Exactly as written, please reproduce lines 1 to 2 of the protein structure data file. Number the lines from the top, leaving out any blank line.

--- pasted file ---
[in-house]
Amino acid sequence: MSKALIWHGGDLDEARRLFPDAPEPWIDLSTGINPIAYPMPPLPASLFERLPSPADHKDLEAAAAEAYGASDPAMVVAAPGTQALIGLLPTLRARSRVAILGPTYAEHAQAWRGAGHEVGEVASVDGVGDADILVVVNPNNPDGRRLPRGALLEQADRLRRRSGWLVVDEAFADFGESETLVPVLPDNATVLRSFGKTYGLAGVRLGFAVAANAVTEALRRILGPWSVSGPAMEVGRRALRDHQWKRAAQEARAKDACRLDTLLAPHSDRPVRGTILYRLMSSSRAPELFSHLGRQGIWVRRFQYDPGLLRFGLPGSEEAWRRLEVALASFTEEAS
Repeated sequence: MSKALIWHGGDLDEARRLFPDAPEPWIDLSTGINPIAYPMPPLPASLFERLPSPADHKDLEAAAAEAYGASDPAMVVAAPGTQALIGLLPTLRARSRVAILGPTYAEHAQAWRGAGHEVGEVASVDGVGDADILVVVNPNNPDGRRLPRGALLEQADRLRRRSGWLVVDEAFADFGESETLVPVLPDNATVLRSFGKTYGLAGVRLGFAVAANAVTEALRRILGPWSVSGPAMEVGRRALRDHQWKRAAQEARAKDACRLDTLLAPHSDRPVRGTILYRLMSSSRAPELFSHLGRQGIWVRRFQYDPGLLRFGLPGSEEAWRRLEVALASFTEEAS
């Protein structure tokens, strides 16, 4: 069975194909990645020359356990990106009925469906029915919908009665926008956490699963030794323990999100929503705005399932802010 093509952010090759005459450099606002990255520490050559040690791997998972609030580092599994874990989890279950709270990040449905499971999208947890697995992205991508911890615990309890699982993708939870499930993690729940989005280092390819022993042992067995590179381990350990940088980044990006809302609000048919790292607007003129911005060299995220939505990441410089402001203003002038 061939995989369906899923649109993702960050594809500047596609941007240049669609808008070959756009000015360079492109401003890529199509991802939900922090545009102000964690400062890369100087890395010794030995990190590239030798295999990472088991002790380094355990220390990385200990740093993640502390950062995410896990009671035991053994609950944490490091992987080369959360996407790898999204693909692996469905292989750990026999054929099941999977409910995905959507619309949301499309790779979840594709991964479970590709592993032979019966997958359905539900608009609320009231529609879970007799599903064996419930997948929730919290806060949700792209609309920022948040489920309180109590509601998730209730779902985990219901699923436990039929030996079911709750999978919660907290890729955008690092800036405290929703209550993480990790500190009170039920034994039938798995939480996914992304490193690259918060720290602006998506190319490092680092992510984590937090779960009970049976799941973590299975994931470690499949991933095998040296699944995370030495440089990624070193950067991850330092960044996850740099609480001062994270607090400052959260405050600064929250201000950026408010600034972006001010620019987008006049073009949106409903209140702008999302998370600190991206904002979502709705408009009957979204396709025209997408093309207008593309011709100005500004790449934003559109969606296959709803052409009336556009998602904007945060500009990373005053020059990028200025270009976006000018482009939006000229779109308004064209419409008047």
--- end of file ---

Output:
[in-house]
Amino acid sequence: MSKALIWHGGDLDEARRLFPDAPEPWIDLSTGINPIAYPMPPLPASLFERLPSPADHKDLEAAAAEAYGASDPAMVVAAPGTQALIGLLPTLRARSRVAILGPTYAEHAQAWRGAGHEVGEVASVDGVGDADILVVVNPNNPDGRRLPRGALLEQADRLRRRSGWLVVDEAFADFGESETLVPVLPDNATVLRSFGKTYGLAGVRLGFAVAANAVTEALRRILGPWSVSGPAMEVGRRALRDHQWKRAAQEARAKDACRLDTLLAPHSDRPVRGTILYRLMSSSRAPELFSHLGRQGIWVRRFQYDPGLLRFGLPGSEEAWRRLEVALASFTEEAS